She was going to a conference on biography at the University of Southern California, Sarah Churchwell said, and intended to make her first trip to the Huntington Library. Did I know it?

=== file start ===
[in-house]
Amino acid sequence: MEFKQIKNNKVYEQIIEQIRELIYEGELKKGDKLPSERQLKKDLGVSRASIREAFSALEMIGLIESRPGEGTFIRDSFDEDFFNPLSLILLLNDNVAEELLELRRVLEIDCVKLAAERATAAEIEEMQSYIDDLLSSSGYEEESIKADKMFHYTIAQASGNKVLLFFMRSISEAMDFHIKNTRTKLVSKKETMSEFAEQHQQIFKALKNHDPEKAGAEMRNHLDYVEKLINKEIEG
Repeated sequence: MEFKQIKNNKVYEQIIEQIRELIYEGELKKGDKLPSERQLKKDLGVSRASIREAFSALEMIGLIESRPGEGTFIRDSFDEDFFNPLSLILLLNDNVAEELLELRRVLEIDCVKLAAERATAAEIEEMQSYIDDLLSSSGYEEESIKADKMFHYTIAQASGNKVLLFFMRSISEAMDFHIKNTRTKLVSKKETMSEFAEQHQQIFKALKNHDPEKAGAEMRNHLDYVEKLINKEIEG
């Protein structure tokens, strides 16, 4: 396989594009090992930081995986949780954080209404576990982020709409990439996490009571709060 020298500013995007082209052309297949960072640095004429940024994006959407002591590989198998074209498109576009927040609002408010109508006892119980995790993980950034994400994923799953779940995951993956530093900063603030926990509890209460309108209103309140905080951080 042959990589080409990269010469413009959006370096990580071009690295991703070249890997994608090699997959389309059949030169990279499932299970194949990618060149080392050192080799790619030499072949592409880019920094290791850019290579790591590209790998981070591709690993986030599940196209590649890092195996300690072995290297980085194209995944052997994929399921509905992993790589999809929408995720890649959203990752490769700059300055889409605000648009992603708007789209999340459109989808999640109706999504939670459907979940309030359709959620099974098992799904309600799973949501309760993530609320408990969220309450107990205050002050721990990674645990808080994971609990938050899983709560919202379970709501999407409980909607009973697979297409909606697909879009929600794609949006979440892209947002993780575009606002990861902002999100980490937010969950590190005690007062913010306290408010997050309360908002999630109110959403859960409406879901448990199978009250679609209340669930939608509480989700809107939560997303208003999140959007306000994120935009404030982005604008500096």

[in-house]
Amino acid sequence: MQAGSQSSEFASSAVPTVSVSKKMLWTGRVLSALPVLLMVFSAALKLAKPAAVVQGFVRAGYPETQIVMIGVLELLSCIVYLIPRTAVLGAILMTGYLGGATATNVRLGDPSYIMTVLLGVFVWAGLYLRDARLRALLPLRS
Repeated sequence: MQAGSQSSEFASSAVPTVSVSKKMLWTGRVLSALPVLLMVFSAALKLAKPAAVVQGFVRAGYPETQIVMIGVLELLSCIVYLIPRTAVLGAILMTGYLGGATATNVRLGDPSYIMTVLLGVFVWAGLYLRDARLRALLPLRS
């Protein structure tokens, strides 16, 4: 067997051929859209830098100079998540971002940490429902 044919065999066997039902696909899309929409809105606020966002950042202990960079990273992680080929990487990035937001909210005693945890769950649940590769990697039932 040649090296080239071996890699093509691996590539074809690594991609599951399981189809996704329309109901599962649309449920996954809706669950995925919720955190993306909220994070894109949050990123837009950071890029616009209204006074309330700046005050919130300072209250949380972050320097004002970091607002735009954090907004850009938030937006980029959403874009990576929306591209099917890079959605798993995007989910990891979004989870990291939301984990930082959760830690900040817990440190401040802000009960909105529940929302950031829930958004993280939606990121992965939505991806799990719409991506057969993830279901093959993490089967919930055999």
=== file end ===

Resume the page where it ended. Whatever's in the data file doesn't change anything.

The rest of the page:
Yes, I muttered, I worked for 25 years half a mile down the deodar-arched road. When I first went there, you had to walk through the institute's fragrant orange groves to get to the reading room. After I secured a job at the California Institute of Technology (a post that elicited awe, until your interlocutor realised you were not a rocket scientist), I spent eight years virtually every working day (classroom "work" was not crushing at Caltech) on a labour of love, an encyclopedia of Victorian fiction. Yes, I knew the place.It is the most civilised library anywhere, set as it is in the finest dry gardens outside Mexico (cactus rustlers are a constant threat) and the best art gallery on the West Coast. One of my friends said that if she died and went to Heaven, she would expect St Peter to ask for her Huntington reader's card at the pearly gates.Churchwell is the scholarly equivalent of an electric storm. Ten minutes with her is a Christopher Walken hair-job. She has a book on The Great Gatsby coming out soon. Careless People will hot-cake off the Kindle e-shelf and the Amazon warehouse so fast that Little, Brown will be reprinting before Times Higher Education gets its review out.That book, she promises (I believe her), will contain lots of hitherto unpublished material. But whatever of that there was at the HEH (as it is known, after Henry E. Huntington, the railway magnate and philanthropist) she would already have in her efficiently plumped-out files - thanks to Professor Google, Dr Xerox and the email Hermes. Dropping by HEH, if she has time from the conference, will probably be like spending a relaxing afternoon at the Los Angeles County Museum of Art or the La Brea Tar Pits.As we spoke, my mind wandered back to my first trip to the Huntington - when, metaphorically, dinosaurs roamed the Earth. In 1973, that is. By metaphor, I mean before research was digitally enhanced. If nowhere else, Lenin's instruction ("Electrify! Electrify! Electrify!") has been adopted by the academic professions. It was the universities that were first to adopt email as it span off from military agency the Advanced Research Projects Agency Network (Arpanet), and Tim Berners-Lee's hypertext World Wide Web as it span off from Cern. That was all in the future in the early 1970s.